Let me take you back to your childhood.....
So this time last year I went back to Stockport to meet school friends I hadn't seen in forty years. This year we repeated the procedure, though this time round we dispensed with the formal reunion dinner and the penguin suits and cut straight to the imbibing of copious quantities of alcohol, accompanied by a perfectly acceptable roast-beef-and-Yorkshire-pudding dinner. There were more of us there this time, which meant several additional people for me to peer at and try (not always successfully) to identify. (Forty-one years brings a few changes, at least it does for most of us.) Some of the new arrivals had been particular friends of mine at school so it was good to see them and catch up.
We're an oddly assorted lot, the Stockport Grammar School class of '73. I suppose it's what you expect when you went to a minor (but very old) public school (though in my day a lot of the pupils, including me, had their fees paid by the state under the wonderfully egalitarian - and now defunct - Direct Grant Scheme). A sports teacher who used to play lacrosse for England; a plastic surgeon; a GP; a dentist specialising in patients with learning difficulties or phobias; a senior pharmaceutical company executive working in Philadelphia; the librarian of St Anne's College, Oxford: assorted company directors; assorted accountants; and the current bursar of Stockport Grammar School.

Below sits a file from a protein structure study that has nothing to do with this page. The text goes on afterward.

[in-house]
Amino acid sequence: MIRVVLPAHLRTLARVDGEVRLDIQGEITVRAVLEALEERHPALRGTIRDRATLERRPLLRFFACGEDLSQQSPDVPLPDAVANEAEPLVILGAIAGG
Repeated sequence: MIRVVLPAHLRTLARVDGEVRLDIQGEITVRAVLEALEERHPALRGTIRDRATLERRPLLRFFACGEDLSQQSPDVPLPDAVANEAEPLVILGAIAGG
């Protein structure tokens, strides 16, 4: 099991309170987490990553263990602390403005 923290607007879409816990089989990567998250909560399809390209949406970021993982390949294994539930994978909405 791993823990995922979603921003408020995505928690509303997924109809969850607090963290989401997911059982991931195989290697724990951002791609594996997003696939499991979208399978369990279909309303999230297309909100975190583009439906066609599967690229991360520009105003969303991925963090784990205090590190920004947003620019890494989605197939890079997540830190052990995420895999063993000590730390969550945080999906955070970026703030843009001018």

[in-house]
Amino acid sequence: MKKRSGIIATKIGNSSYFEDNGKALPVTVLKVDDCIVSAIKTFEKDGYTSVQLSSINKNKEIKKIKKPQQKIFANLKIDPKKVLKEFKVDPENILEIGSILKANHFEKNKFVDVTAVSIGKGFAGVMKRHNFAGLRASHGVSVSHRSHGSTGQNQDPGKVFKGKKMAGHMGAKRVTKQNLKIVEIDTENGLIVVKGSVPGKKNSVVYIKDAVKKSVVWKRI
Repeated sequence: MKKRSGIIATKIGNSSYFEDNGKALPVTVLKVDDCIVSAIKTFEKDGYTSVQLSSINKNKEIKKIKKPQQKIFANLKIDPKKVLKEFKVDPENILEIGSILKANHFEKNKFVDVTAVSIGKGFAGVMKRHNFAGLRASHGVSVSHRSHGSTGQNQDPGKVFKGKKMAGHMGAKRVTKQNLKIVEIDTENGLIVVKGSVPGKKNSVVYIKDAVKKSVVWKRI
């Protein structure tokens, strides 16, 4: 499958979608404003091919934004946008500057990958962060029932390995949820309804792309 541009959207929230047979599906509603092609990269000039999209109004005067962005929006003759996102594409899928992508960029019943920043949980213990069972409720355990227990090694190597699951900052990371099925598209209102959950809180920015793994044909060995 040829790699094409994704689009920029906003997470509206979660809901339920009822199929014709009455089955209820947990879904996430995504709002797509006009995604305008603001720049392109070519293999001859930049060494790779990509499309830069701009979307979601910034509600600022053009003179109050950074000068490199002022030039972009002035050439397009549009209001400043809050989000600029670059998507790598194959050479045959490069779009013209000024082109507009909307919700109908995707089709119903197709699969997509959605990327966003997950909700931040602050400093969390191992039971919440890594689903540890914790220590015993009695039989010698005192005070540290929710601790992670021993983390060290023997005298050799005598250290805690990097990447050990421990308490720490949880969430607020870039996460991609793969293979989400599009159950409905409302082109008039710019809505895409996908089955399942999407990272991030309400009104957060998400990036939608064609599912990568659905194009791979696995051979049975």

So here I am flanked by the librarian of St Anne's College and the plastic surgeon. I remember someone even more drunk than me informing me that Dave (the librarian) and I were the year's "intellectual elite", which we both found highly amusing the next day.
And here I am deep in conversation with the pharmaceutical executive.
The venue was the Stanneylands Hotel near Manchester Airport. I think we'll be going back there: the food was OK, the facilities great, and the rooms for those of us staying were perfectly comfortable.
The next morning, after my full English breakfast and various farewells, I decided to dive even deeper into my past to a place I hadn't visited since we moved away (to Stockport) on August 16th 1965. This was Droylsden, an inner-city suburb of Manchester where I spent the first ten years of my childhood. Wandering around gave me a strange feeling, both when I saw something that hadn't changed and when I saw something that had. My old primary school, for example, was still essentially the same building, though one of the playgrounds was now a car park, and the old outside toilets had bee converted into something else. Several of the neighbourhood churches (St Cross on the way out of Manchester, and St Willibrord's Catholic church) were pretty much unchanged, though my own old haunt of St Andrew's had been demolished a few years ago and its congregation transferred into a sharing arrangement with the local United Reformed Church. (Incidentally, this is the font in which I was baptised.) This picture was taken when I was seven years old: I think I recognise the girl in the foreground form my school class, but I could be wrong.
The house I used to live in seems to have undergone only cosmetic changes. The wall and gateposts are still as I remember them (though we used to have a wooden gate), and while there is now a carport on the drive, the original garage is still there (it's had a few coats of paint since my time).